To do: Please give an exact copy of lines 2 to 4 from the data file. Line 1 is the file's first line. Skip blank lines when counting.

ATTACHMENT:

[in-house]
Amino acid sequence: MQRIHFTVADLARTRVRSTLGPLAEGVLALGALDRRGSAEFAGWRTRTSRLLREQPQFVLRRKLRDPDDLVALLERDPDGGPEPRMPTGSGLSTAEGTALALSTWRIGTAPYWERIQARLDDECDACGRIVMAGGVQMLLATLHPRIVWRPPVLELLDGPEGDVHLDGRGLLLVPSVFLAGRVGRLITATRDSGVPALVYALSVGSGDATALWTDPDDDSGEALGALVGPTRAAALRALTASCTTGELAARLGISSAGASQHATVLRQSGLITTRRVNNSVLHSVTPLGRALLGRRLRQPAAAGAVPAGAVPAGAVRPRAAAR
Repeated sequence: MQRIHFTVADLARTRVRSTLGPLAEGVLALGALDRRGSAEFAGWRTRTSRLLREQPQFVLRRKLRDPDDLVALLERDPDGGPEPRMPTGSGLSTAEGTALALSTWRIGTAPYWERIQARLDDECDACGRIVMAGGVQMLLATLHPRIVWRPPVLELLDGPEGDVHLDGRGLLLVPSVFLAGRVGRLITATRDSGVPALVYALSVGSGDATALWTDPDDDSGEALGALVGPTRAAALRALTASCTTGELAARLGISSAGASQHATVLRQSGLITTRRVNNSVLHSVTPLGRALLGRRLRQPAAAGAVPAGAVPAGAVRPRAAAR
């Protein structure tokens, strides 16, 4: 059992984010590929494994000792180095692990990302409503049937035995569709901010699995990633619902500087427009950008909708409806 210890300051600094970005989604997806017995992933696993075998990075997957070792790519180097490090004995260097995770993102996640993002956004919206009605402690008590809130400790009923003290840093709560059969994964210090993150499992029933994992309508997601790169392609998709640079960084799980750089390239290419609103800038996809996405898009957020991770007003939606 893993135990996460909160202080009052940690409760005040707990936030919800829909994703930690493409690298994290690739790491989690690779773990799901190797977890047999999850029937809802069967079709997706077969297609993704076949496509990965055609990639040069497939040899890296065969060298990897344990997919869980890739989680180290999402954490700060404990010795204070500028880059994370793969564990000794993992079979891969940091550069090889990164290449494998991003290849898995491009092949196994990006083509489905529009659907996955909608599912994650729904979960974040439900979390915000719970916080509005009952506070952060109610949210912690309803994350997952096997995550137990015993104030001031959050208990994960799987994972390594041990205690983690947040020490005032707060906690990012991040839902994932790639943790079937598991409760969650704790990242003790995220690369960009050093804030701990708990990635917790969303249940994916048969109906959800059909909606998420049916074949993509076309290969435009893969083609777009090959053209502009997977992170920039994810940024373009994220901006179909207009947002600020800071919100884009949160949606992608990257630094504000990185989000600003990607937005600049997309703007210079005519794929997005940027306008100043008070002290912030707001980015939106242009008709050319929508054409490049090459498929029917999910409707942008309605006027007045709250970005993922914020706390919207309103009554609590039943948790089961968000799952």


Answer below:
Amino acid sequence: MQRIHFTVADLARTRVRSTLGPLAEGVLALGALDRRGSAEFAGWRTRTSRLLREQPQFVLRRKLRDPDDLVALLERDPDGGPEPRMPTGSGLSTAEGTALALSTWRIGTAPYWERIQARLDDECDACGRIVMAGGVQMLLATLHPRIVWRPPVLELLDGPEGDVHLDGRGLLLVPSVFLAGRVGRLITATRDSGVPALVYALSVGSGDATALWTDPDDDSGEALGALVGPTRAAALRALTASCTTGELAARLGISSAGASQHATVLRQSGLITTRRVNNSVLHSVTPLGRALLGRRLRQPAAAGAVPAGAVPAGAVRPRAAAR
Repeated sequence: MQRIHFTVADLARTRVRSTLGPLAEGVLALGALDRRGSAEFAGWRTRTSRLLREQPQFVLRRKLRDPDDLVALLERDPDGGPEPRMPTGSGLSTAEGTALALSTWRIGTAPYWERIQARLDDECDACGRIVMAGGVQMLLATLHPRIVWRPPVLELLDGPEGDVHLDGRGLLLVPSVFLAGRVGRLITATRDSGVPALVYALSVGSGDATALWTDPDDDSGEALGALVGPTRAAALRALTASCTTGELAARLGISSAGASQHATVLRQSGLITTRRVNNSVLHSVTPLGRALLGRRLRQPAAAGAVPAGAVPAGAVRPRAAAR
């Protein structure tokens, strides 16, 4: 059992984010590929494994000792180095692990990302409503049937035995569709901010699995990633619902500087427009950008909708409806 210890300051600094970005989604997806017995992933696993075998990075997957070792790519180097490090004995260097995770993102996640993002956004919206009605402690008590809130400790009923003290840093709560059969994964210090993150499992029933994992309508997601790169392609998709640079960084799980750089390239290419609103800038996809996405898009957020991770007003939606 893993135990996460909160202080009052940690409760005040707990936030919800829909994703930690493409690298994290690739790491989690690779773990799901190797977890047999999850029937809802069967079709997706077969297609993704076949496509990965055609990639040069497939040899890296065969060298990897344990997919869980890739989680180290999402954490700060404990010795204070500028880059994370793969564990000794993992079979891969940091550069090889990164290449494998991003290849898995491009092949196994990006083509489905529009659907996955909608599912994650729904979960974040439900979390915000719970916080509005009952506070952060109610949210912690309803994350997952096997995550137990015993104030001031959050208990994960799987994972390594041990205690983690947040020490005032707060906690990012991040839902994932790639943790079937598991409760969650704790990242003790995220690369960009050093804030701990708990990635917790969303249940994916048969109906959800059909909606998420049916074949993509076309290969435009893969083609777009090959053209502009997977992170920039994810940024373009994220901006179909207009947002600020800071919100884009949160949606992608990257630094504000990185989000600003990607937005600049997309703007210079005519794929997005940027306008100043008070002290912030707001980015939106242009008709050319929508054409490049090459498929029917999910409707942008309605006027007045709250970005993922914020706390919207309103009554609590039943948790089961968000799952």